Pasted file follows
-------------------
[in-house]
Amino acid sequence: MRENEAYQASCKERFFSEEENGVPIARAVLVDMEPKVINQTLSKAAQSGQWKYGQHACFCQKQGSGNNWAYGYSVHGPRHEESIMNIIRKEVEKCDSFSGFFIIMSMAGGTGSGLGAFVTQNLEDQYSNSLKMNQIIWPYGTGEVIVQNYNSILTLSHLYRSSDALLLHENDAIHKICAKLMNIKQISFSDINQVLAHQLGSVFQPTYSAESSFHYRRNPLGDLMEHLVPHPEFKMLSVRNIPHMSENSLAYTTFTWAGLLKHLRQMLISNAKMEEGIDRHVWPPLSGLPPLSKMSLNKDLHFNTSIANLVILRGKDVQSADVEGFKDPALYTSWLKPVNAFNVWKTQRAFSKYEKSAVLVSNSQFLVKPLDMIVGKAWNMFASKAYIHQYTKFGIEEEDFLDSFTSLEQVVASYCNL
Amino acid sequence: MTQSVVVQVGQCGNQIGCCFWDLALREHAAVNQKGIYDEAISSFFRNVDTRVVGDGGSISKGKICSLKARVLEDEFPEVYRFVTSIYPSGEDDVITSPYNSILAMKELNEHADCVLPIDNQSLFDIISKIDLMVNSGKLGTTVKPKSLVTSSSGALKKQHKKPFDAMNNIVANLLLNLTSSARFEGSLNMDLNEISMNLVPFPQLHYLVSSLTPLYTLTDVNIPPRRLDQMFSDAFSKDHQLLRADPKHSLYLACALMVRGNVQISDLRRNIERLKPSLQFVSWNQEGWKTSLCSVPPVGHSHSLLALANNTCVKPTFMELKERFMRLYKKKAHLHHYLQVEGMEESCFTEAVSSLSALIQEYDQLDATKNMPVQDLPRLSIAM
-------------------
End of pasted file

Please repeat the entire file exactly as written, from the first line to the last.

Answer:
[in-house]
Amino acid sequence: MRENEAYQASCKERFFSEEENGVPIARAVLVDMEPKVINQTLSKAAQSGQWKYGQHACFCQKQGSGNNWAYGYSVHGPRHEESIMNIIRKEVEKCDSFSGFFIIMSMAGGTGSGLGAFVTQNLEDQYSNSLKMNQIIWPYGTGEVIVQNYNSILTLSHLYRSSDALLLHENDAIHKICAKLMNIKQISFSDINQVLAHQLGSVFQPTYSAESSFHYRRNPLGDLMEHLVPHPEFKMLSVRNIPHMSENSLAYTTFTWAGLLKHLRQMLISNAKMEEGIDRHVWPPLSGLPPLSKMSLNKDLHFNTSIANLVILRGKDVQSADVEGFKDPALYTSWLKPVNAFNVWKTQRAFSKYEKSAVLVSNSQFLVKPLDMIVGKAWNMFASKAYIHQYTKFGIEEEDFLDSFTSLEQVVASYCNL
Amino acid sequence: MTQSVVVQVGQCGNQIGCCFWDLALREHAAVNQKGIYDEAISSFFRNVDTRVVGDGGSISKGKICSLKARVLEDEFPEVYRFVTSIYPSGEDDVITSPYNSILAMKELNEHADCVLPIDNQSLFDIISKIDLMVNSGKLGTTVKPKSLVTSSSGALKKQHKKPFDAMNNIVANLLLNLTSSARFEGSLNMDLNEISMNLVPFPQLHYLVSSLTPLYTLTDVNIPPRRLDQMFSDAFSKDHQLLRADPKHSLYLACALMVRGNVQISDLRRNIERLKPSLQFVSWNQEGWKTSLCSVPPVGHSHSLLALANNTCVKPTFMELKERFMRLYKKKAHLHHYLQVEGMEESCFTEAVSSLSALIQEYDQLDATKNMPVQDLPRLSIAM